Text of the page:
claireiskoal:

Oxford Skyline by greentool2002 on Flickr.
coffeepluscake:

Oxford. Possibly moving there if I get offered a job

coffeepluscake:

Oxford. Possibly moving there if I get offered a job

lordlavendre:

“St. Aloysius Gonzaga’s Altar Angel” by Pierre Legros the Younger. 

lordlavendre:

“St. Aloysius Gonzaga’s Altar Angel” by Pierre Legros the Younger. 

George the teddy bear is preparing for the role of his life - starring as Aloysius in St John’s Players’ production of Brideshead Revisited. Welcome to his regular bear-blog - a no holds barred look at life from a bear’s-eye point of view…

Theme of the 1981 ITV serial, composed by Geoffrey Burgon

Fonts
In spite of his prejudice, Charles was interested. “I’ve got it, I think, sir; Baskerville.”
“No. Look at the serifs. How about Caslon Old Style?”

Baskerville font is a transitional serif typeface designed in 1757 by John Baskerville (1706–1775) in Birmingham, England. Baskerville is classified as a transitional typeface, positioned between the old style typefaces of William Caslon, and the modern styles of Giambattista Bodoni and Firmin Didot. […] Baskerville’s typeface was the culmination of a larger series of experiments to improve legibility which also included paper making and ink manufacturing. The result was a typeface that reflected Baskerville’s ideals of perfection, where he chose simplicity and quiet refinement. His background as a writing master is evident in the distinctive swash tail on the uppercase Q and in the cursive serifs in the Baskerville Italic. The refined feeling of the typeface makes it an excellent choice to convey dignity and tradition. […] The font is used widely in documents issued by the University of Birmingham. A modified version of Baskerville is also prominently used in the Canadian government’s corporate identity program—namely, in the ‘Canada’ wordmark.


Baskerville tried to improve upon Caslon Old Style by increasing the contrast between thick-and-thin strokes, making serifs sharper and more tapered, and shifting the axis of rounded letters to vertical.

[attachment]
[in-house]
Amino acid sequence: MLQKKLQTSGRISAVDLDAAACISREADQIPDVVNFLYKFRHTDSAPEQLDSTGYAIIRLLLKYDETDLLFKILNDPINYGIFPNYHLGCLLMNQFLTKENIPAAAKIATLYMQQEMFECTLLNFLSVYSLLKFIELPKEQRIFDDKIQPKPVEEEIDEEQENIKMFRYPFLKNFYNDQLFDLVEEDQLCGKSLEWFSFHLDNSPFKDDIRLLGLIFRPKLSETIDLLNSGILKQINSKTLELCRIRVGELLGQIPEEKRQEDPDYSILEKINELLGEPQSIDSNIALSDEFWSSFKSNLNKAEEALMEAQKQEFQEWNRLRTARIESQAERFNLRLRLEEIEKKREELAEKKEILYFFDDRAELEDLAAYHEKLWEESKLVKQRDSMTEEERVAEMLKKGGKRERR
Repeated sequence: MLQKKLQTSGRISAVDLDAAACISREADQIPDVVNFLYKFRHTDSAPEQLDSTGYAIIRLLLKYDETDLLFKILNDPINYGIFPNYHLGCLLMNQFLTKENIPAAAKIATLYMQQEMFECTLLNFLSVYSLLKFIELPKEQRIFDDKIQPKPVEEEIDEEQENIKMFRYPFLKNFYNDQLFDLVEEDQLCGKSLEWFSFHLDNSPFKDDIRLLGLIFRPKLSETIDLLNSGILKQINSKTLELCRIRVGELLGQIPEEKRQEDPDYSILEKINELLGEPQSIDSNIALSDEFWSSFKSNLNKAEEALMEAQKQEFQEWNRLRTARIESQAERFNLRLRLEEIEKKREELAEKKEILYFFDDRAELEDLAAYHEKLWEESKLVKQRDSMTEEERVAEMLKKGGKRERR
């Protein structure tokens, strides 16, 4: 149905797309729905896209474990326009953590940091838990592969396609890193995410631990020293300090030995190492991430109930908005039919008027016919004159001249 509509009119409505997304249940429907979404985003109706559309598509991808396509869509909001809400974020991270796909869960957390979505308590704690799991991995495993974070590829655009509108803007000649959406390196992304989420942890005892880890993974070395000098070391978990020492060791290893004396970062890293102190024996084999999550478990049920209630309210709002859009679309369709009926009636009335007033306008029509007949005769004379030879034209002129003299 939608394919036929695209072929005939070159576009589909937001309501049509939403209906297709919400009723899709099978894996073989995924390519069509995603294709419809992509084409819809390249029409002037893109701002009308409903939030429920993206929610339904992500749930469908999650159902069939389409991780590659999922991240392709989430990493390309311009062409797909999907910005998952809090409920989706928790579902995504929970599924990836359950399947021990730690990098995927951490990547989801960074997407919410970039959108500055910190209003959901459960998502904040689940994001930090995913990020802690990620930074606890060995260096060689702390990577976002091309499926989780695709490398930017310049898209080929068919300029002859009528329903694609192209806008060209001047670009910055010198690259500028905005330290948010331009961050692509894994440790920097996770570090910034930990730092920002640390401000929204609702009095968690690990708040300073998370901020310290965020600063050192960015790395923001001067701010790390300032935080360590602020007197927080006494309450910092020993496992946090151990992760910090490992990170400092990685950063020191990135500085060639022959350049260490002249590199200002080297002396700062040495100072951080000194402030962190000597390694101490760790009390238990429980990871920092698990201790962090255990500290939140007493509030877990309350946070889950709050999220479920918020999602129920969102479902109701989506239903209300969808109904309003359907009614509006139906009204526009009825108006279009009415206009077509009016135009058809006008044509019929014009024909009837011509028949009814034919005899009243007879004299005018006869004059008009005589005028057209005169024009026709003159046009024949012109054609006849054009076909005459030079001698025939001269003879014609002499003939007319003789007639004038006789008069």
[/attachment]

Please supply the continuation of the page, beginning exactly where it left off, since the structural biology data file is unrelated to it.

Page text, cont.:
Caslon refers to a number of serif typefaces designed by William Caslon I (1692–1766), and various revivals thereof.

Caslon shares the irregularity characteristic of Dutch Baroque types. It is characterized by short ascenders and descenders, bracketed serifs, moderately-high contrast, robust texture, and moderate modulation of stroke. The A has a concave hollow at the apex, the G is without a spur. Caslon’s italics have a rhythmic calligraphic stoke. Characters A, V, and W have an acute slant. The lowercase italic p, q, v, w, and z all have a suggestion of a swash.

Take a tour of Castle Howard in North Yorkshire England

keldrome:

Thought I’d post some of my own pictures. :3

keldrome:

Thought I’d post some of my own pictures. :3

The first part of the radio drama (others can be found in the Related section).

sleepless-:

Oxford, England

sleepless-:

Oxford, England

TV: Brideshead Regurgitated

Is the cult of Brideshead among Cantabridgians harmless fun, or does it conceal a regressive social agenda? Daniel Janes investigates…

Read More

The chapel at Charles’s school

was huge, bare, and still unfinished, one of the great monuments of the Oxford Movement and the Gothic revival.

The Oxford Movement was a movement of High Church Anglicans, eventually developing into Anglo-Catholicism. The movement, whose members were often associated with the University of Oxford, argued for the reinstatement of lost Christian traditions of faith and their inclusion into Anglican liturgy and theology. They conceived of the Anglican Church as one of three branches of the Catholic Church.

Canterbury Cathedral
The Gothic Revival (also referred to as Victorian Gothic or Neo-Gothic) is an architectural movement which began in the 1740s in England. Its popularity grew rapidly in the early nineteenth century, when increasingly serious and learned admirers of neo-Gothic styles sought to revive medieval forms, in contrast to the neoclassical styles prevalent at the time.
In English literature, the architectural Gothic Revival and classical Romanticism gave rise to the Gothic novel genre, beginning with Castle of Otranto (1764) by Horace Walpole, 4th Earl of Orford, and inspired a 19th century genre of medieval poetry which stems from the pseudo-bardic poetry of “Ossian”. Poems like “Idylls of the King" by Alfred Tennyson, 1st Baron Tennyson recast specifically modern themes in medieval settings of Arthurian romance. In German literature, the Gothic Revival also had a grounding in literary fashions.
I can’t resist the temptation and will show an example of Gothic revival in my hometown, one of the best I’ve seen ever.
Chesme Church